Scott Ball / Rivard Report
Three-quarters of the way into the City of San Antonio's goal of reaching 4,000 miles of fiber-optic cable throughout the city, more neighborhoods are being equipped with ultra-fast internet access.
AT&T, Google Fiber, and Zayo Group are San Antonio's major players when it comes to fiber deployment.
The three companies – also internet service providers – are among the most active seekers of right-of-way permits, which give them the legal authority to lay fiber-optic lines through an urban-centric and shallow digging method known as microtrenching.
Showing no signs of slowing down once the 4,000-mile benchmark is reached, the activity is expected to continue as demand rises, City officials said.
“We still see permits coming in as fast right now as we have [in the past]," said Marcus Hammer, who oversees special projects for the City's Transportation and Capital Improvements department. "They’re still coming in pretty consistently from Zayo, AT&T, and Google.”
According to the City, AT&T has installed more than 2,600 miles of fiber-optic cable since announcing it would bring fiber internet speeds to the San Antonio market in 2014.
Google Fiber, which also announced San Antonio as one of its fiber cities that year, has had a slower buildout with 230 miles of fiber-optic cable laid – mostly in West San Antonio neighborhoods, such as West End Park and Westover Hills. The company recently expanded its services to more far-Westside residents.
Following strong criticism from residents of Haskin Park on the city’s Northside, Google Fiber last year announced it would remove a “fiber hut” and decrease the overall number of such structures to be installed across the city.
The Zayo Group, which has an international presence, has dug 310 miles of fiber-optic lines. A fourth company, Conterra, has contributed 140 miles to the city's fiber deployment.
Fiber-optic infrastructure is the newest generation of telecommunications infrastructure. It improves on older-generation cable lines with equipment – flexible fibers in a glass core – that allows for a more efficient transmission.
Going from the older infrastructure to a fiber-powered line is like putting a 10-foot-diameter water pipe in the ground, and only 10 percent of the pipe needs to be used at any given time, said Craig Hopkins, the City's chief information officer.
"If you lay the pipe with fiber then you get the ability to determine how much usage you need out of it," Hopkins said.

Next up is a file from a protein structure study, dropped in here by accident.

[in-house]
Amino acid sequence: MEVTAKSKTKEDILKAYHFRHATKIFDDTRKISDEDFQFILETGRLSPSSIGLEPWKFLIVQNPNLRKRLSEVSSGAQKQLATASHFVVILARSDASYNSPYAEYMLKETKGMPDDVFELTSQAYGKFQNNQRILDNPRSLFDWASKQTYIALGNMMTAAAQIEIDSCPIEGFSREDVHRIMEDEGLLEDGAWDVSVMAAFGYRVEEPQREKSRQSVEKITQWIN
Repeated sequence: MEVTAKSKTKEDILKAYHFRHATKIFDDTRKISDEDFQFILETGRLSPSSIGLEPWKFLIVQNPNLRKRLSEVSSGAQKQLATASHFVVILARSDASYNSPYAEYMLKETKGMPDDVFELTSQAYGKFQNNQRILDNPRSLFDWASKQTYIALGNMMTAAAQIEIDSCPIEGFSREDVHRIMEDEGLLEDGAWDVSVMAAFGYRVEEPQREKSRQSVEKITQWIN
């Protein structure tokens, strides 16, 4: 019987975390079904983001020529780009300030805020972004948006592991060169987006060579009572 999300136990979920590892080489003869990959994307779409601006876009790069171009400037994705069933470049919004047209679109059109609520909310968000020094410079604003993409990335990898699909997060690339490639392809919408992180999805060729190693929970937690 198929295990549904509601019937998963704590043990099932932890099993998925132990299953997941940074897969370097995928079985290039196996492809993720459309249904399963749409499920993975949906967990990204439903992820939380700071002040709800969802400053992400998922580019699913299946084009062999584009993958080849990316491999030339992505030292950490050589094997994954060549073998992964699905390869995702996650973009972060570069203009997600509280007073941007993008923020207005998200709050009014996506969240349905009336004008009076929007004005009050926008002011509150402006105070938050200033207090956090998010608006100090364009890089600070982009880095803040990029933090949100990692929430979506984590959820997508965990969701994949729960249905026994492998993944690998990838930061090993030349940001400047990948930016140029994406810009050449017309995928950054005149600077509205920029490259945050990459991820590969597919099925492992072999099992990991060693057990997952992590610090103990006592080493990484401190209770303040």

In addition to AT&T and Google Fiber's one-gigabit connection – the highest speed offered in the residential market – Spectrum (formerly Time Warner Cable) recently rolled out gigabit speeds to San Antonio households.
Many residential customers who use the internet to send emails, stream Netflix, or play online video games typically experience sufficient speeds at the upload and download speeds that are becoming market-standard – 100 to 200 megabits per second.
A gigabit connection might come in handy for a homeowner with a sophisticated smart home setup, but gigabit and higher speeds are increasing in demand among enterprise customers who require more firepower for their operations. Such examples include companies whose assets are predominantly stored in the cloud as they require the ability transmit information from computer to server reliably and swiftly. Public safety agencies also increasingly need faster connections, as do companies that transmit large files such as videos.
Recently, the City helped deploy a 10-gigabit connection for the NCAA Final Four tournament held at the Alamodome.
"People are thinking about fiber differently [now] that it's more economical and feasible to use even for small companies," said John Rodriguez, the City's assistant IT director.
AT&T's gigabit offering is available to nearly 300,000 homes, apartments and small businesses in the San Antonio area, including in parts of Alamo Heights, Castle Hills, Converse, Hollywood Park, Terrell Hills, Universal City, Cibolo, Leon Valley, Live Oak. The company is currently installing fiber-optic infrastructure in Olmos Park. Its highest tier of service is also available in Schertz, Selma, and other surrounding communities.
"We’ve been one of the main drivers helping to position San Antonio as a gigabit city, working hand in hand with the City and its officials to build out the broadband infrastructure," the company said in a statement. "We first announced our plans to bring our fastest internet speeds powered by our 100 percent fiber network to San Antonio in July 2014, and since then we continue to expand."
The cost of Gigabit
Spectrum – which provides fiber-internet speeds by retrofitting its infrastructure with its hybrid DOCSIS 3.1 technology – offers gigabit connections for $104.99 per month.
Google Fiber's gigabit internet is available for $55 a month.
AT&T's fiber-powered gigabit service costs $80 a month.